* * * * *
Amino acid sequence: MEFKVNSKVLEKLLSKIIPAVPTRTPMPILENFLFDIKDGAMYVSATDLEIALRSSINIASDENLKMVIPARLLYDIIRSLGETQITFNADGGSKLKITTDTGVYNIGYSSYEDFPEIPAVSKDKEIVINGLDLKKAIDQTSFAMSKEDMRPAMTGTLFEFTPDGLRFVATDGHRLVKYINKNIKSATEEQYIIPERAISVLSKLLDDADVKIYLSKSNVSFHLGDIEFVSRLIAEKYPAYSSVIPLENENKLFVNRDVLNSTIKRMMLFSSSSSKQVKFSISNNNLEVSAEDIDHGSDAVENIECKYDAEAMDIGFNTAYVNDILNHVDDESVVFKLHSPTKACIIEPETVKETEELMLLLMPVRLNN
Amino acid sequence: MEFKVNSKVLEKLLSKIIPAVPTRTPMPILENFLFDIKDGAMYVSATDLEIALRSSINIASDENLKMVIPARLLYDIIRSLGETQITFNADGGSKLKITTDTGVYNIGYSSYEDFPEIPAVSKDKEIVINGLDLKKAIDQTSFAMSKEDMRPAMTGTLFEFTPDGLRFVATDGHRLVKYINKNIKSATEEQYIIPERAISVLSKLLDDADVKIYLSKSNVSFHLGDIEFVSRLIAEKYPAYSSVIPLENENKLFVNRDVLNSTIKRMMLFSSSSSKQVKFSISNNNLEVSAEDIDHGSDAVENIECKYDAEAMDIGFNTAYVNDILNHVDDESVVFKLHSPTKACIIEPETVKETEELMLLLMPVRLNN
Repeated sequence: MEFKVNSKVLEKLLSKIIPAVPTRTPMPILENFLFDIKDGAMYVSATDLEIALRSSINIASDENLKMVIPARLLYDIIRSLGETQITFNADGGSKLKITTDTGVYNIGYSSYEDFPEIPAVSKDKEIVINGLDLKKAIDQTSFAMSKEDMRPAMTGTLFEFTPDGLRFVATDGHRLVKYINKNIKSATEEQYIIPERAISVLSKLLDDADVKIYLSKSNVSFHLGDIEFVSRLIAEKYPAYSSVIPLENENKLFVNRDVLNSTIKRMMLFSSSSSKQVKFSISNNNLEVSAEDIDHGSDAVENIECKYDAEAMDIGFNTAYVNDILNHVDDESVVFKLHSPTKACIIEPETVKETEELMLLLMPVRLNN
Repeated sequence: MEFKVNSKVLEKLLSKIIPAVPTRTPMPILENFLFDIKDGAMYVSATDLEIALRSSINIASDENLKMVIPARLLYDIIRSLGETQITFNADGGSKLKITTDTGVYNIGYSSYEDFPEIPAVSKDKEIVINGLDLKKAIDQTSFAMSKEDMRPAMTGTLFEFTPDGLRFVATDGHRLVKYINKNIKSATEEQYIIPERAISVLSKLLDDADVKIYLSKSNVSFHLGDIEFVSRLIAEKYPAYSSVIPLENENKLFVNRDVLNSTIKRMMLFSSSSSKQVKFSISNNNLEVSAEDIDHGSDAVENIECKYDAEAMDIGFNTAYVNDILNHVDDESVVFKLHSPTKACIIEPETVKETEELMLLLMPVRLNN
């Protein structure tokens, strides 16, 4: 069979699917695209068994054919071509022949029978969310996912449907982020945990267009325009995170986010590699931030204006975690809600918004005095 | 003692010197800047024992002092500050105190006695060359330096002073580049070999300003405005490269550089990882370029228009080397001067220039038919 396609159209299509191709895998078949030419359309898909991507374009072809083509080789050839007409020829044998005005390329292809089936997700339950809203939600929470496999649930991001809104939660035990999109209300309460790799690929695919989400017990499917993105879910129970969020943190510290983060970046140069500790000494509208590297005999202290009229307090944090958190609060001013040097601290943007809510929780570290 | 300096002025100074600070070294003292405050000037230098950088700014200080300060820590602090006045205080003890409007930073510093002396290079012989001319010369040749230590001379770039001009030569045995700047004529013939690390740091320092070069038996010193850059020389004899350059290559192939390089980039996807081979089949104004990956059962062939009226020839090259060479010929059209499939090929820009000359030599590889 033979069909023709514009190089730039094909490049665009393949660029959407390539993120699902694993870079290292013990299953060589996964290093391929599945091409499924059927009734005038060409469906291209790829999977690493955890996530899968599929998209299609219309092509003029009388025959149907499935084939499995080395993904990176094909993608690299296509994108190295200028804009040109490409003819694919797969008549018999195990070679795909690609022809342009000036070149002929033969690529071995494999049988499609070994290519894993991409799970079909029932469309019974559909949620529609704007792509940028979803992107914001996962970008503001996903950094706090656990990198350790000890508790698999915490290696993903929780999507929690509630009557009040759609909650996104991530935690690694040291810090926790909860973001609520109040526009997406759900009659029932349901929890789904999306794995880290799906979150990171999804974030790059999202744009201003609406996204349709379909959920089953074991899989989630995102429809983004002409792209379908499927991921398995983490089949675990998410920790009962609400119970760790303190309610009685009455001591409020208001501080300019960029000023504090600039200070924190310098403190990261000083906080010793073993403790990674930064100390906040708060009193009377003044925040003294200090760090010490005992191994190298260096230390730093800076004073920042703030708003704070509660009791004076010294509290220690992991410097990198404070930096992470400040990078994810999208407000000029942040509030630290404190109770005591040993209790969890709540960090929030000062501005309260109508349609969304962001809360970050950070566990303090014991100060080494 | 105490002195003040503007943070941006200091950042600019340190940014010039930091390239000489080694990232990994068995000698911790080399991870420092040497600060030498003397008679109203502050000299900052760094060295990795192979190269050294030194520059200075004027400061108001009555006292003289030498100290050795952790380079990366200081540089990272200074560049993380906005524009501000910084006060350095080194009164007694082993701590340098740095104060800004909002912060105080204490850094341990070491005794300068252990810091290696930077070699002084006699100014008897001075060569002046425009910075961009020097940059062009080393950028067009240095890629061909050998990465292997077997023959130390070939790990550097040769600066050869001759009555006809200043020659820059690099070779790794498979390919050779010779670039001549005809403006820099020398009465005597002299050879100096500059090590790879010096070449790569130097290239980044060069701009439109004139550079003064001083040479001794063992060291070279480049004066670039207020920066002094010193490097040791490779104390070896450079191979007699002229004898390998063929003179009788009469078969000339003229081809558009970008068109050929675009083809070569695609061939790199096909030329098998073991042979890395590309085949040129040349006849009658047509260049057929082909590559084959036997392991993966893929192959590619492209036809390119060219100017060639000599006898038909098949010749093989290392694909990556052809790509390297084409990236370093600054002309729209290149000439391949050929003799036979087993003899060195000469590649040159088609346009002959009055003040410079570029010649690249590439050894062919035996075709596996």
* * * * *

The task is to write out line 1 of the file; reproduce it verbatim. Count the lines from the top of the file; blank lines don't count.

Amino acid sequence: MEFKVNSKVLEKLLSKIIPAVPTRTPMPILENFLFDIKDGAMYVSATDLEIALRSSINIASDENLKMVIPARLLYDIIRSLGETQITFNADGGSKLKITTDTGVYNIGYSSYEDFPEIPAVSKDKEIVINGLDLKKAIDQTSFAMSKEDMRPAMTGTLFEFTPDGLRFVATDGHRLVKYINKNIKSATEEQYIIPERAISVLSKLLDDADVKIYLSKSNVSFHLGDIEFVSRLIAEKYPAYSSVIPLENENKLFVNRDVLNSTIKRMMLFSSSSSKQVKFSISNNNLEVSAEDIDHGSDAVENIECKYDAEAMDIGFNTAYVNDILNHVDDESVVFKLHSPTKACIIEPETVKETEELMLLLMPVRLNN